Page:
Class Contempt

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Cueball Cueball's picture

Where does the term "false consciousness" appear in Marx? As far as I know the terms was evolved later and is expressly derived from some concepts that Marx did talk about, such as "commodity fetishism". As far as I can tell, this entire conceptual theme is largely about "consumer society."

Cueball Cueball's picture

You mean like this one: False consciousness

“False consciousness” is a concept derived from Marxist theory of social class.  The concept refers to the systematic misrepresentation of dominant social relations in the consciousness of subordinate classes.  Marx himself did not use the phrase “false consciousness,” but he paid extensive attention to the related concepts of ideology and commodity fetishism.  Members of a subordinate class (workers, peasants, serfs) suffer from false consciousness in that their mental representations of the social relations around them systematically conceal or obscure the realities of subordination, exploitation, and domination those relations embody.  Related concepts include mystification, ideology, and fetishism.

George Victor

A quick google :"Marx on false consciousness" turns up a host of references.

I'll chase down a couple a see.


Yep, wikipedia says it is of Engleist , not  Marxist, origin.

Hope that does not negate its usefulness.

George Victor

That's it.

Had thought I might see it appear in this thread sometime before this.

And if he related it to "commodity fetishism", I guess there is truly "nothing new under the sun ." Can't imagine why that escapes me, from time to time. FProbably something to do with memorySmile


George Victor wrote:

Can't imagine why that escapes me, from time to time. FProbably something to do with memorySmile

Or false consciousness? Smile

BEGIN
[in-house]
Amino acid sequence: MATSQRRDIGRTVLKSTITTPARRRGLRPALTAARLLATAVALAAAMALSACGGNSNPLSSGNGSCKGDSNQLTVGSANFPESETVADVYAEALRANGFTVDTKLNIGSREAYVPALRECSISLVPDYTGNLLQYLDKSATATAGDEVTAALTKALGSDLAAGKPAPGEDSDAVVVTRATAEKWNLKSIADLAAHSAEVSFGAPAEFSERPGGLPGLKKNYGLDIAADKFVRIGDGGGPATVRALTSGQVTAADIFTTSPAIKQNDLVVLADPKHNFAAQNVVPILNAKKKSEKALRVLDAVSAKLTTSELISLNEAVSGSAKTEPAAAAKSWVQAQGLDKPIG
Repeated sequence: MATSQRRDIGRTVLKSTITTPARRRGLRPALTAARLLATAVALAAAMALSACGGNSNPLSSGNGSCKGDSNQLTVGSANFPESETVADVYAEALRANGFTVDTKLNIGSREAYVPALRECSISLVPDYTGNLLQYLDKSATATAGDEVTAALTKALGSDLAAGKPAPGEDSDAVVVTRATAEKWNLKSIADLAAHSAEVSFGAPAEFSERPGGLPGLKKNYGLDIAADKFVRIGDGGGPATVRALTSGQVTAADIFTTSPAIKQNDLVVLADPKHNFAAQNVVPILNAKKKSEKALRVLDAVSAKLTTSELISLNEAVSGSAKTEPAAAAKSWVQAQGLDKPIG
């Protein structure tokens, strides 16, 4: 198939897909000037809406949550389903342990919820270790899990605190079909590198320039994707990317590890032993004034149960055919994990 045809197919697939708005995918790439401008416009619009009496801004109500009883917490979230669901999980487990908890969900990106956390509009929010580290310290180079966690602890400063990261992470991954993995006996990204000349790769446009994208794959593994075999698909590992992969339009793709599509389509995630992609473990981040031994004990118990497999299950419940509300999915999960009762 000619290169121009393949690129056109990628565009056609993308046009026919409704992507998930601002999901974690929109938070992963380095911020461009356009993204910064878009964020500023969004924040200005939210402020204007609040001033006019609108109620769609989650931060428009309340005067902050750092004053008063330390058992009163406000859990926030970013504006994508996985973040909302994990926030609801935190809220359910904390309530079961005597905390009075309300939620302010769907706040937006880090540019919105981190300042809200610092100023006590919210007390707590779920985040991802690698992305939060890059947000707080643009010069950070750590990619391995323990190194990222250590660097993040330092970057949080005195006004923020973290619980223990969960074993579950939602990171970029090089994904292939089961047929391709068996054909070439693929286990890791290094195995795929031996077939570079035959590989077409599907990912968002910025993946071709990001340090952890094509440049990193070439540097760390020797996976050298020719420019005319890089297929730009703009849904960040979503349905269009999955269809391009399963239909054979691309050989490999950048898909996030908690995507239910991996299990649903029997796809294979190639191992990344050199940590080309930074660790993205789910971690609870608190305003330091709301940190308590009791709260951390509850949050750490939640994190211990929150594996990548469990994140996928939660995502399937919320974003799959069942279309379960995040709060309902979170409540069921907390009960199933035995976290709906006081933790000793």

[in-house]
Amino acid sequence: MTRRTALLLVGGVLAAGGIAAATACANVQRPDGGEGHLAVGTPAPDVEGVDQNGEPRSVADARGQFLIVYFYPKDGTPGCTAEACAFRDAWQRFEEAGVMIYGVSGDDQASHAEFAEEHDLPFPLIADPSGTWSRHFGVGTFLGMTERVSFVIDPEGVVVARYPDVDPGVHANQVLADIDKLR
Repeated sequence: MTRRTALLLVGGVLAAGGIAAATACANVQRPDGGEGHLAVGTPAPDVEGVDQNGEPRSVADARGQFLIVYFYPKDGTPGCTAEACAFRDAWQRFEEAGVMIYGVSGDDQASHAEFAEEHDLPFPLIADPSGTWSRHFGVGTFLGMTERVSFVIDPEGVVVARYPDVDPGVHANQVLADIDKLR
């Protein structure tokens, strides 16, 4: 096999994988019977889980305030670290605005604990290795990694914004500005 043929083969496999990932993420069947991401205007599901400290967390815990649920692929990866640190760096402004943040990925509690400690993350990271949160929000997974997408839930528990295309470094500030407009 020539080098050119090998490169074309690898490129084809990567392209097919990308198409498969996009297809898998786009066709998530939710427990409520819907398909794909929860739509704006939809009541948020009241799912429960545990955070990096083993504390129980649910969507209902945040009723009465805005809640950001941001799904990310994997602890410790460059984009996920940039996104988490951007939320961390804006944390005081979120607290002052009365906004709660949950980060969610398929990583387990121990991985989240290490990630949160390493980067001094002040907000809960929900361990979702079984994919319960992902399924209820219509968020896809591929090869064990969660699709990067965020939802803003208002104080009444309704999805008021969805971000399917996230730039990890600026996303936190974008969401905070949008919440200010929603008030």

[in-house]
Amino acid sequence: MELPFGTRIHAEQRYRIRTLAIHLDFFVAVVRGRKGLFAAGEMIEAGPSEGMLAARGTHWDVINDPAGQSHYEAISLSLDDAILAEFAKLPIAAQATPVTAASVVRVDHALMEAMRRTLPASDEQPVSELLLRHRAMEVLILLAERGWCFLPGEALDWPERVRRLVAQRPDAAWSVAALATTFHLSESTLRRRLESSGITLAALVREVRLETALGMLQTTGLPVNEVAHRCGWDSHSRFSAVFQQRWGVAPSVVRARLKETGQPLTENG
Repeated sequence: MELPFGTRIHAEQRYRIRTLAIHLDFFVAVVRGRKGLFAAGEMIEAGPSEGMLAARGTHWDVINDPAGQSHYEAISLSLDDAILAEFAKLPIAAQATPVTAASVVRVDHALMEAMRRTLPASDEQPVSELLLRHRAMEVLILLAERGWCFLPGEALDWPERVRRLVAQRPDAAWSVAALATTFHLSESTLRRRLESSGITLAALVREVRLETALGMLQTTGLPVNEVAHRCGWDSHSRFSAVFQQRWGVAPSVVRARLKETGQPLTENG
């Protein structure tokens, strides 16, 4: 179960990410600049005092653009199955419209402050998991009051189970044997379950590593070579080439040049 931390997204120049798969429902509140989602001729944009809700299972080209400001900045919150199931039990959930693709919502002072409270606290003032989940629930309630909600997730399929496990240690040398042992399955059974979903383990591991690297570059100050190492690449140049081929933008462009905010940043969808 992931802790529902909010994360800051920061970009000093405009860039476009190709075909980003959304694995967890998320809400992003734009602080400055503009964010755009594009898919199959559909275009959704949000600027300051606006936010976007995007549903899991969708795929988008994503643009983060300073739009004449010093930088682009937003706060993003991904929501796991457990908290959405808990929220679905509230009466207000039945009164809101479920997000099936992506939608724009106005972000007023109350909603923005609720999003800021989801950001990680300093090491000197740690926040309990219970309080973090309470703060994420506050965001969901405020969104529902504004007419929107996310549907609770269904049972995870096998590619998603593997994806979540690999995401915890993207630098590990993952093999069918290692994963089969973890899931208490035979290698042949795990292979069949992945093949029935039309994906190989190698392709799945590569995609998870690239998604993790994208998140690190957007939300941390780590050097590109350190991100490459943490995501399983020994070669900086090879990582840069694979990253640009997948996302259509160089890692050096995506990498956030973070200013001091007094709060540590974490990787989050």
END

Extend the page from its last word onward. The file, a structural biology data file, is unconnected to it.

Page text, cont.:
George Victor

Anything is possible in connection with the agin'  process.  It certainly isn't related to commodity fetishism. Can't get more parsimonious  than m'self at the moment.Laughing


Working class is a category based on a relationship to the system of capitalist production, rather than on wealth or income per se. The working class comprises those who derive their income primarily from the sale of their labour power to an employer....

I think as some others suggested, that some "self-employed persons" do fall in this category. Public agencies, organizations and so on saw a way to provide social welfare related services "cheaper" by not only creating contract work, but also contracting out "piece work." So one is paid for labour performed on a job (unit or piece) to job bases and thus self-employed. One is not paid by the hour but in completing the creation of the product. The example I am thinking of is Children's Aid Societies who have independent trained social workers complete home studies for potential foster, adoptive, or kinship homes. It's piece work where upon the completion of the homestudy one gets a "flat rate" for "services rendered". The agency will pay mileage, and other perscribed expenses related to completing the job, such as long distance calls. So the faster one can complete the home study (must meet family 3 times but could require more visits), and write the homestudy to perscribed format template, the time is money concept plays out. If one actually figured out in hours the rate, guess what, one is actually working below minimum wage. Make no mistake it is cheap labour based on "just in time production" and the self-employed worker is no uncertain terms a part of the working class with "professional" used as the cover. 

 Our kids live together and play together in their communities, let's have them learn together too!

Maysie Maysie's picture

Closing for length.


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